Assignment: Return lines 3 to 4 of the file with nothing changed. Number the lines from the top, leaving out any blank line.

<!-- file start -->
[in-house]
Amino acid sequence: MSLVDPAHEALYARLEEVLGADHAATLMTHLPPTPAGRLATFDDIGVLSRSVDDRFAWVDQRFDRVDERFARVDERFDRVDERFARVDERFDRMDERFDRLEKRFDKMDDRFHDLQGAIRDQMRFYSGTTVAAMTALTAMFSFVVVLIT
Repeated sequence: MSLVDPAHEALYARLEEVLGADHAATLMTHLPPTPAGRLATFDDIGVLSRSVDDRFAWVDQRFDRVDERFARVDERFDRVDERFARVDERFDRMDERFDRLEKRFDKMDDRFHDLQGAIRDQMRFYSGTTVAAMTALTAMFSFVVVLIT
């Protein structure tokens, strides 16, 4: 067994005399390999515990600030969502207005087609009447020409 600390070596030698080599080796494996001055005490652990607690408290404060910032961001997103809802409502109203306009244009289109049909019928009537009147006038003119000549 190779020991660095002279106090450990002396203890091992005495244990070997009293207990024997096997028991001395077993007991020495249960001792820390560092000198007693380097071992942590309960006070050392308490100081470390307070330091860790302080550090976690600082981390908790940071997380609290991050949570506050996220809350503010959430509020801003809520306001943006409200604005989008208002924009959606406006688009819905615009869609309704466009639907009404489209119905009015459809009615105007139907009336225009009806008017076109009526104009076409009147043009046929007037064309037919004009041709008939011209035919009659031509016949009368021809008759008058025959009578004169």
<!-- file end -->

Repeated sequence: MSLVDPAHEALYARLEEVLGADHAATLMTHLPPTPAGRLATFDDIGVLSRSVDDRFAWVDQRFDRVDERFARVDERFDRVDERFARVDERFDRMDERFDRLEKRFDKMDDRFHDLQGAIRDQMRFYSGTTVAAMTALTAMFSFVVVLIT
């Protein structure tokens, strides 16, 4: 067994005399390999515990600030969502207005087609009447020409 600390070596030698080599080796494996001055005490652990607690408290404060910032961001997103809802409502109203306009244009289109049909019928009537009147006038003119000549 190779020991660095002279106090450990002396203890091992005495244990070997009293207990024997096997028991001395077993007991020495249960001792820390560092000198007693380097071992942590309960006070050392308490100081470390307070330091860790302080550090976690600082981390908790940071997380609290991050949570506050996220809350503010959430509020801003809520306001943006409200604005989008208002924009959606406006688009819905615009869609309704466009639907009404489209119905009015459809009615105007139907009336225009009806008017076109009526104009076409009147043009046929007037064309037919004009041709008939011209035919009659031509016949009368021809008759008058025959009578004169």